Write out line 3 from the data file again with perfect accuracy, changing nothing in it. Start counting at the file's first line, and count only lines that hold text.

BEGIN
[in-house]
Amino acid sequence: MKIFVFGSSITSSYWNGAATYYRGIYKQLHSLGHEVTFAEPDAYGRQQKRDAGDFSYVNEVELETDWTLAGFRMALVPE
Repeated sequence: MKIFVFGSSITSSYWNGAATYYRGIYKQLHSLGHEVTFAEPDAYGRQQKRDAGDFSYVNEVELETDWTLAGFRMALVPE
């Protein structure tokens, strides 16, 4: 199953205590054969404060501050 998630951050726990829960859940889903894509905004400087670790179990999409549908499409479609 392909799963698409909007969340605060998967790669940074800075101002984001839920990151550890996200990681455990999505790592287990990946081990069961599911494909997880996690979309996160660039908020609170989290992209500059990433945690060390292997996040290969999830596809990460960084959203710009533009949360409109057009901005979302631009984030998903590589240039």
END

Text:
Repeated sequence: MKIFVFGSSITSSYWNGAATYYRGIYKQLHSLGHEVTFAEPDAYGRQQKRDAGDFSYVNEVELETDWTLAGFRMALVPE